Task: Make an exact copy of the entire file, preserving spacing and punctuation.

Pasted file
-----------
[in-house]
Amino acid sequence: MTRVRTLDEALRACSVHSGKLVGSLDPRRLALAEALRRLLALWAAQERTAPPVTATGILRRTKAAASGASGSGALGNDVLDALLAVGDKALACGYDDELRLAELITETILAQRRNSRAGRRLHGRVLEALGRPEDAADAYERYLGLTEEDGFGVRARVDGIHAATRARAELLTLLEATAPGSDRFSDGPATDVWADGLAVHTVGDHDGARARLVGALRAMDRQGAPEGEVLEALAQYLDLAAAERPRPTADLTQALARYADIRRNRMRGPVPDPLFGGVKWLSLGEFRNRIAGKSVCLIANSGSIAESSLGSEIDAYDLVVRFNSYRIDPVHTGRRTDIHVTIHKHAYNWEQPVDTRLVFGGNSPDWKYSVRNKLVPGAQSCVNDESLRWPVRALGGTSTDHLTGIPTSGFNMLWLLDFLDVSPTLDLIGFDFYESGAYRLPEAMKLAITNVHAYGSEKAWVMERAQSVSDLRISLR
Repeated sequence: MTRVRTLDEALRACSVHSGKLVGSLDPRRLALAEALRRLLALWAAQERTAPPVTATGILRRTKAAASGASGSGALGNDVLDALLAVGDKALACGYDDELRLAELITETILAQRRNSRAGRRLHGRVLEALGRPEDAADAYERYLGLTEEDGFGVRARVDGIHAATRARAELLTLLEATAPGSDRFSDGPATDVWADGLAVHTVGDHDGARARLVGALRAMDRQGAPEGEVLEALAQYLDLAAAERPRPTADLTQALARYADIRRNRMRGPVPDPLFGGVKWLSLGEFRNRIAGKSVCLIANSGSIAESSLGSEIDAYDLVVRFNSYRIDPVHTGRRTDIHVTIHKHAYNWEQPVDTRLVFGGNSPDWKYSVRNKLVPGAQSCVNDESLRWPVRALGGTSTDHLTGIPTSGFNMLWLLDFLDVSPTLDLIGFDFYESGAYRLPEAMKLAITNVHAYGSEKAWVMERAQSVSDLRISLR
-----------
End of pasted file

[in-house]
Amino acid sequence: MTRVRTLDEALRACSVHSGKLVGSLDPRRLALAEALRRLLALWAAQERTAPPVTATGILRRTKAAASGASGSGALGNDVLDALLAVGDKALACGYDDELRLAELITETILAQRRNSRAGRRLHGRVLEALGRPEDAADAYERYLGLTEEDGFGVRARVDGIHAATRARAELLTLLEATAPGSDRFSDGPATDVWADGLAVHTVGDHDGARARLVGALRAMDRQGAPEGEVLEALAQYLDLAAAERPRPTADLTQALARYADIRRNRMRGPVPDPLFGGVKWLSLGEFRNRIAGKSVCLIANSGSIAESSLGSEIDAYDLVVRFNSYRIDPVHTGRRTDIHVTIHKHAYNWEQPVDTRLVFGGNSPDWKYSVRNKLVPGAQSCVNDESLRWPVRALGGTSTDHLTGIPTSGFNMLWLLDFLDVSPTLDLIGFDFYESGAYRLPEAMKLAITNVHAYGSEKAWVMERAQSVSDLRISLR
Repeated sequence: MTRVRTLDEALRACSVHSGKLVGSLDPRRLALAEALRRLLALWAAQERTAPPVTATGILRRTKAAASGASGSGALGNDVLDALLAVGDKALACGYDDELRLAELITETILAQRRNSRAGRRLHGRVLEALGRPEDAADAYERYLGLTEEDGFGVRARVDGIHAATRARAELLTLLEATAPGSDRFSDGPATDVWADGLAVHTVGDHDGARARLVGALRAMDRQGAPEGEVLEALAQYLDLAAAERPRPTADLTQALARYADIRRNRMRGPVPDPLFGGVKWLSLGEFRNRIAGKSVCLIANSGSIAESSLGSEIDAYDLVVRFNSYRIDPVHTGRRTDIHVTIHKHAYNWEQPVDTRLVFGGNSPDWKYSVRNKLVPGAQSCVNDESLRWPVRALGGTSTDHLTGIPTSGFNMLWLLDFLDVSPTLDLIGFDFYESGAYRLPEAMKLAITNVHAYGSEKAWVMERAQSVSDLRISLR